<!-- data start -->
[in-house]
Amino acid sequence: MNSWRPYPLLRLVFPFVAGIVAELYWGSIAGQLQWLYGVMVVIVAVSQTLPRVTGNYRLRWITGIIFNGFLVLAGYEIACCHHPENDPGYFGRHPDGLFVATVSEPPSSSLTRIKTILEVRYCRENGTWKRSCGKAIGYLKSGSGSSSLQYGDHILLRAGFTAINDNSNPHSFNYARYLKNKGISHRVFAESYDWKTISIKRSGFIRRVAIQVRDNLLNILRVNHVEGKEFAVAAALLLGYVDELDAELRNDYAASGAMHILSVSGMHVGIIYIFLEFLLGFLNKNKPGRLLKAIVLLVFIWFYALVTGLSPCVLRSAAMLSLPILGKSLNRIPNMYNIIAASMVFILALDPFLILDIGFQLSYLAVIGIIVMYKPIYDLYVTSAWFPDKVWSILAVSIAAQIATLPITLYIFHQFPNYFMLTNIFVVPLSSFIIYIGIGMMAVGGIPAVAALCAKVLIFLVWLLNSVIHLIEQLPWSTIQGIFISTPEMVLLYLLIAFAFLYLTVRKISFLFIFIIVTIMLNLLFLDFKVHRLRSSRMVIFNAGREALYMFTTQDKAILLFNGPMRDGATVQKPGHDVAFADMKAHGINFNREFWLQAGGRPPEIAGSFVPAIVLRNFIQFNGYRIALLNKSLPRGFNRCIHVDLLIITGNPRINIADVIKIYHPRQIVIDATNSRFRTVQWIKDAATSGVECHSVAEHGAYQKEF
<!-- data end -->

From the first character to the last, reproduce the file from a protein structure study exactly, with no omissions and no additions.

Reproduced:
[in-house]
Amino acid sequence: MNSWRPYPLLRLVFPFVAGIVAELYWGSIAGQLQWLYGVMVVIVAVSQTLPRVTGNYRLRWITGIIFNGFLVLAGYEIACCHHPENDPGYFGRHPDGLFVATVSEPPSSSLTRIKTILEVRYCRENGTWKRSCGKAIGYLKSGSGSSSLQYGDHILLRAGFTAINDNSNPHSFNYARYLKNKGISHRVFAESYDWKTISIKRSGFIRRVAIQVRDNLLNILRVNHVEGKEFAVAAALLLGYVDELDAELRNDYAASGAMHILSVSGMHVGIIYIFLEFLLGFLNKNKPGRLLKAIVLLVFIWFYALVTGLSPCVLRSAAMLSLPILGKSLNRIPNMYNIIAASMVFILALDPFLILDIGFQLSYLAVIGIIVMYKPIYDLYVTSAWFPDKVWSILAVSIAAQIATLPITLYIFHQFPNYFMLTNIFVVPLSSFIIYIGIGMMAVGGIPAVAALCAKVLIFLVWLLNSVIHLIEQLPWSTIQGIFISTPEMVLLYLLIAFAFLYLTVRKISFLFIFIIVTIMLNLLFLDFKVHRLRSSRMVIFNAGREALYMFTTQDKAILLFNGPMRDGATVQKPGHDVAFADMKAHGINFNREFWLQAGGRPPEIAGSFVPAIVLRNFIQFNGYRIALLNKSLPRGFNRCIHVDLLIITGNPRINIADVIKIYHPRQIVIDATNSRFRTVQWIKDAATSGVECHSVAEHGAYQKEF